Shannon Stapleton / Reuters

Anger boils over in Baltimore over death of Freddie Gray

Protesters, some violent, march on City Hall demanding justice for man who died in police custody

Thousands of people marched peacefully through downtown Baltimore on Saturday to protest the unexplained death of a black man in police custody, but pockets of violence erupted when a small group smashed windows and threw bottles at officers.

At least 2,000 demonstrators attended the march to City Hall, the largest turnout since 25-year-old Freddie Gray died a week ago. As darkness fell, about 100 protesters splintered from the group and threw bottles, metal barricades and other objects at police officers and their cruisers, authorities said.

The chaotic scene Saturday night prompted the first public remarks from Freddie Gray's twin sister, who pleaded for peace at a news conference alongside the mayor.

"My family wants to say, can you all please, please stop the violence?" Fredricka Gray said. "Freddie Gray would not want this."

Police Commissioner Anthony Batts said roughly 1,200 officers were deployed downtown and across the city to try and keep the peace. At least five officers were injured and 12 people were arrested. Batts said he believes the "very violent agitators" are not from Baltimore.

Since Gray’s death on April 19, protesters have flooded the streets of Maryland’s largest city almost every day. Many participants have likened his death to recent cases in Ferguson, Missouri, and New York City, where black men killed by police sparked nationwide protests over allegations of police brutality and the criminalization of black men.

Gray, who is black, was arrested on April 12 in a high-crime neighborhood after he made eye contact with city police and fled, police said. After Gray was caught, he was found to have a switchblade knife in his possession. Officers held him down, handcuffed him and forced him into the back of a police van.

One week later, Gray died in police custody. While a preliminary autopsy report revealed he had suffered a spinal injury, it remains unclear how it happened.

William Murphy, Jr., an attorney representing the Gray family, said Gray’s spine was 80 percent severed at the neck, and that the family believes “police are keeping the circumstances of Freddie’s death secret until they develop a version of events that will absolve them of all responsibility.”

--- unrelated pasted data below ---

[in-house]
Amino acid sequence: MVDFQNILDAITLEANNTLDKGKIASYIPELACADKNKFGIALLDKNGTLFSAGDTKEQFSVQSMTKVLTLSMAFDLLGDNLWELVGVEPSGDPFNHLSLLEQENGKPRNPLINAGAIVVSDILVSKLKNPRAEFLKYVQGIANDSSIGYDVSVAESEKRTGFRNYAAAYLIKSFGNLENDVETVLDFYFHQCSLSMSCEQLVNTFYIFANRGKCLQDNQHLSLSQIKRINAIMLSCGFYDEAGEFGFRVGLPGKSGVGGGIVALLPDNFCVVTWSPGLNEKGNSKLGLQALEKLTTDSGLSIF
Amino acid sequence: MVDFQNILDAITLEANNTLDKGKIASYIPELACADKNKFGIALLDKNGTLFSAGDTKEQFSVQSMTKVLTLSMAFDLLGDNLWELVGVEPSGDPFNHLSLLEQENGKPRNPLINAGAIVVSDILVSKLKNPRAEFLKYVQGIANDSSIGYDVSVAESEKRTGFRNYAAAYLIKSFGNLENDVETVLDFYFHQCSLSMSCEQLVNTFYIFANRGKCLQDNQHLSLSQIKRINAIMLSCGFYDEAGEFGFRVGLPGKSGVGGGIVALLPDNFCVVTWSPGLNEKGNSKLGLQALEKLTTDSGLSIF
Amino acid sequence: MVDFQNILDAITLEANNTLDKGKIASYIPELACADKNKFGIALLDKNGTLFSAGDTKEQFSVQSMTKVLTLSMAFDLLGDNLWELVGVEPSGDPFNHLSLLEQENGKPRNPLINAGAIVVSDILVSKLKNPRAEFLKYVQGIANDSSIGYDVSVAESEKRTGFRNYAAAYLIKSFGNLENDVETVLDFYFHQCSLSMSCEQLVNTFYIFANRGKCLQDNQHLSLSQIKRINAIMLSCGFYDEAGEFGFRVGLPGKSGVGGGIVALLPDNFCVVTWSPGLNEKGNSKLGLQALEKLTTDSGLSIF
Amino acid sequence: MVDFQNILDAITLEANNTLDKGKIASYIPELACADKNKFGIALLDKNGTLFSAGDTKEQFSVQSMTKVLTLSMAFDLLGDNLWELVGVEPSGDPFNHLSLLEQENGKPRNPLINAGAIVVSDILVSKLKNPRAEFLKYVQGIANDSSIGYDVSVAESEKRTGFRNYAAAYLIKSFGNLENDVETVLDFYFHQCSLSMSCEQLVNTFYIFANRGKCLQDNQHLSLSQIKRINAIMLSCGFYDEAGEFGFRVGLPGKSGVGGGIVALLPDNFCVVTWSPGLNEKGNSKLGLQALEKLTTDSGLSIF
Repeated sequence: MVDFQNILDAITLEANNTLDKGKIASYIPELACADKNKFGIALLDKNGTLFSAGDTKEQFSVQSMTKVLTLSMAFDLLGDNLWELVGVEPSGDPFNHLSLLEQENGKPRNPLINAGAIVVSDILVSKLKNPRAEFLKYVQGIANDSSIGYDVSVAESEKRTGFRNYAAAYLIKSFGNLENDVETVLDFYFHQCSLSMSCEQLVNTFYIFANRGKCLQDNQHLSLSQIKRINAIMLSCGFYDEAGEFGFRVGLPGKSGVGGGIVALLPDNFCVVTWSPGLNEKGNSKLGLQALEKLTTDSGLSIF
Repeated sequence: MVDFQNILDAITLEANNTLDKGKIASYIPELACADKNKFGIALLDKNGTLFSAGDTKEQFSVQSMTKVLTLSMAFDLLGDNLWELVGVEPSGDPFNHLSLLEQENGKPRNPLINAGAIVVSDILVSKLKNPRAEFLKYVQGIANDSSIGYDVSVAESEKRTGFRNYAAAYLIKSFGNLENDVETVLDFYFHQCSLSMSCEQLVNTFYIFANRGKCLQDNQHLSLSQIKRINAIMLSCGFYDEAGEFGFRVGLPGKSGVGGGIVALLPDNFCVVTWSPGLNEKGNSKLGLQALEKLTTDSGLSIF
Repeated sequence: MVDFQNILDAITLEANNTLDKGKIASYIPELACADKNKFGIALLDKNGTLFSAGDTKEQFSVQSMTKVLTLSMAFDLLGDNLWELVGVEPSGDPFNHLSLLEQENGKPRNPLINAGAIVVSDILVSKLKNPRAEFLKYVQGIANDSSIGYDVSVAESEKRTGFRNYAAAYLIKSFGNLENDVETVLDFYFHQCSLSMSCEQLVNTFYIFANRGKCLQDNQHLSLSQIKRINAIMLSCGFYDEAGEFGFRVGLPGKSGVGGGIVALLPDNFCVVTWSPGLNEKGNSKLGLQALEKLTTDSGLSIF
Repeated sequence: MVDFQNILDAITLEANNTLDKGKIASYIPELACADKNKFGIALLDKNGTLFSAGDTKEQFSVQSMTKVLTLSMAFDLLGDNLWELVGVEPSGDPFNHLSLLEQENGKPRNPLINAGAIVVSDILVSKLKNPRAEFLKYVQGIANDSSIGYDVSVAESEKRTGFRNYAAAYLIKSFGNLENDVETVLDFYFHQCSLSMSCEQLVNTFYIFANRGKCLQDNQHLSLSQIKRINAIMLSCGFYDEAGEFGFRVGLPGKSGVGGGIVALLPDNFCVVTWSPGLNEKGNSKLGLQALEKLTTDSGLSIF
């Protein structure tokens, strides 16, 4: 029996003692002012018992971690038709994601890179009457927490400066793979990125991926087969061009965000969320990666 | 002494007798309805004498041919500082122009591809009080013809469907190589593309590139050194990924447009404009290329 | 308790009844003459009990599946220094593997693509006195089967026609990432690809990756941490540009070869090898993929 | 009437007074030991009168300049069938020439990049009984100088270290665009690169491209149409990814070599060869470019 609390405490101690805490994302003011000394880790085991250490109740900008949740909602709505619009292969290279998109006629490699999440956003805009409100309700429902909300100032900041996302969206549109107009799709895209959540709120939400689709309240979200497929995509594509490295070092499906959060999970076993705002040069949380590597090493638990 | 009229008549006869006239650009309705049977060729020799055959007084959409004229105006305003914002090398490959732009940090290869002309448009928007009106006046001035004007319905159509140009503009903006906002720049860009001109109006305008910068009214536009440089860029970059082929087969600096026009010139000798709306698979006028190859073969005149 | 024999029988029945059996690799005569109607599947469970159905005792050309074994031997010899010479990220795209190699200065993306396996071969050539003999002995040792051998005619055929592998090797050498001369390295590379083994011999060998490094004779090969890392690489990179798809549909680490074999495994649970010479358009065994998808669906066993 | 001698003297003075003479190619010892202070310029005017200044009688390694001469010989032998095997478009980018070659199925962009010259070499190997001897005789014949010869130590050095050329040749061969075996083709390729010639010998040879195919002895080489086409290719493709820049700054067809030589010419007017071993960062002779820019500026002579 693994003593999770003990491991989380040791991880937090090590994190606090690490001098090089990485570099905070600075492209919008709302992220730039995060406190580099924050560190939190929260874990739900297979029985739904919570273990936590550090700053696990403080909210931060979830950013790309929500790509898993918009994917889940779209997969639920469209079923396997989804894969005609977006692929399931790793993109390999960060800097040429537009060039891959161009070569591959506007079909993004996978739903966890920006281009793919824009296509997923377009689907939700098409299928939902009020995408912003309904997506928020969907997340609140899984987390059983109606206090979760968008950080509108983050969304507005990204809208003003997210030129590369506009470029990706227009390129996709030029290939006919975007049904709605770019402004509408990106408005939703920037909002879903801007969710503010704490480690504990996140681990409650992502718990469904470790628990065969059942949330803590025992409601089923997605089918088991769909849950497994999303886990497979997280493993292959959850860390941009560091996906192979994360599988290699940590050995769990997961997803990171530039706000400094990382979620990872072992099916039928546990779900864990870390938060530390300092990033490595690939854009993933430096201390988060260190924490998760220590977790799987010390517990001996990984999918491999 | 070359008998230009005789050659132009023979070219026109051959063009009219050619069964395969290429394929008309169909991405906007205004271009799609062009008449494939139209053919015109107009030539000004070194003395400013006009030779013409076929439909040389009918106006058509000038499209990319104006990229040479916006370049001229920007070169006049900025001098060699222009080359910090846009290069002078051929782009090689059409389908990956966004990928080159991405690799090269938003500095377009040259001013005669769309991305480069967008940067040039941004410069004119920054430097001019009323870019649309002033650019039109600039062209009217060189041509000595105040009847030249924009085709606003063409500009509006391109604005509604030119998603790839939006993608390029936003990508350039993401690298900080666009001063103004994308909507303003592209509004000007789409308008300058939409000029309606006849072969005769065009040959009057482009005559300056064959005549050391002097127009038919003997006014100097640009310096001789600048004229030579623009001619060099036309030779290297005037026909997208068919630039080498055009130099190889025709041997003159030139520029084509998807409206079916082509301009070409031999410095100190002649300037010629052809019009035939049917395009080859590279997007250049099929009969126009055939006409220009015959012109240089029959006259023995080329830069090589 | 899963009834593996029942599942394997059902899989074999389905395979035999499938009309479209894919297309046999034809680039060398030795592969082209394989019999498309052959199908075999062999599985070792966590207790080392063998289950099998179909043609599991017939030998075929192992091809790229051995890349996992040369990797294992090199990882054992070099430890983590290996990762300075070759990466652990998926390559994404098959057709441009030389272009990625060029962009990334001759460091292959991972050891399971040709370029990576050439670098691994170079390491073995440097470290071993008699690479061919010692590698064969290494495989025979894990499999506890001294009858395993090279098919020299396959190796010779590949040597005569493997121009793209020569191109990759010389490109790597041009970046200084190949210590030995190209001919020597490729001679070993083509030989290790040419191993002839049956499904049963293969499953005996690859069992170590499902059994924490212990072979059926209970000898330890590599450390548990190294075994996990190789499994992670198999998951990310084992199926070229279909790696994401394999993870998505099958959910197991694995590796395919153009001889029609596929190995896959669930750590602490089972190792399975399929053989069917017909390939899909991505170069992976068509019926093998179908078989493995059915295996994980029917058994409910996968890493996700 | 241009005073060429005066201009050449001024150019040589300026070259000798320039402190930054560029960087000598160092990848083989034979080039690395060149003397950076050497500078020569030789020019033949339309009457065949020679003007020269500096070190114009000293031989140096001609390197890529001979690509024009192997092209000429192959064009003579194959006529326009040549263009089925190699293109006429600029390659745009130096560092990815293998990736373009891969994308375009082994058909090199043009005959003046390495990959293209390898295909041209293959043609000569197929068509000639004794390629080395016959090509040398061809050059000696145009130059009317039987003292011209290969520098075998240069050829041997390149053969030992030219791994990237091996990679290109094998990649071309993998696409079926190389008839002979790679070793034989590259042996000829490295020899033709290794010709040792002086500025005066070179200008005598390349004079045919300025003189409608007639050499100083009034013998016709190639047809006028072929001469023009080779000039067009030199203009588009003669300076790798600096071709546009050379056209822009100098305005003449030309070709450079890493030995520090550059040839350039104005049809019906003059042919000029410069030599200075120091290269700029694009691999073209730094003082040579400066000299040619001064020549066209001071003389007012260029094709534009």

Melissa Ealey, Gray’s cousin, told Al Jazeera that no crime perpetrated could warrant such abuse.

“There is no reason the police had to conduct themselves in a manner to where…it cost him his life," Ealey said. "I can understand breaking the law is wrong but the way they apprehended him and the things they did where completely against protocol and just inhumane as a whole."

Batts said Friday that Gray was not buckled in a seat belt while in the police van, which is a breach of protocol, and that "our police employees failed to give him medical attention in a timely manner multiple times."

Batts urged protesters to await the findings of a police investigation before making any conclusions, adding, "If someone harmed Freddie Gray...they have to be held accountable."

His comments were criticized by the Baltimore Fraternal Order of Police Lodge 3, a police officers' union, as "politically driven, and in direct contrast to the commissioner's own request not to jump to any conclusions."

Protesters began Saturday’s action at the Western District Police Station, near the site where Gray was arrested, before marching toward City Hall. Participants shouted slogans denouncing police brutality and carried black and yellow placards that read: “Community control of police now!,” “Jail killer police!” and “Unite Here!”

The racially diverse group of protesters said their goal was to demand justice for Gray and call attention to the ongoing problem of police brutality.

"We're tired of this, what is going on with this police department," said Justice Allah, a protester and member of Black Lawyers for Justice. "We're tired of our mayor turning a blind eye."

Makayla Gilliam-Price, a Baltimore resident, said it was important that city residents rally in support of the Gray family.

“If nothing else, it’s therapeutic for the community,” she said. 

Another protester, who declined to give his name, told Al Jazeera the action wasn’t specifically about Gray, but the criminalization of black men in general.

“This ain’t just Freddie, this is the brother in New York, this is the brother in Ferguson — it’s all the brothers,” he said. “There’s only so many times you keep smacking someone in their face before they get fed up with it.” 

The Baltimore Police Department on Friday released photos and surveillance video of Gray’s arrest, which appeared to inflame passions even further — with many protesters vowing to “shut down” Baltimore.

Officials said police would complete their investigation into the case by May 1 and turn over their findings to state prosecutors to be followed by an independent review. Meanwhile, six police officers involved in the case have been suspended.

The U.S. Department of Justice is conducting a separate probe into Gray's death. A wake for Gray is scheduled for Sunday, with his funeral to be held on Monday. 

Al Jazeera and wires services

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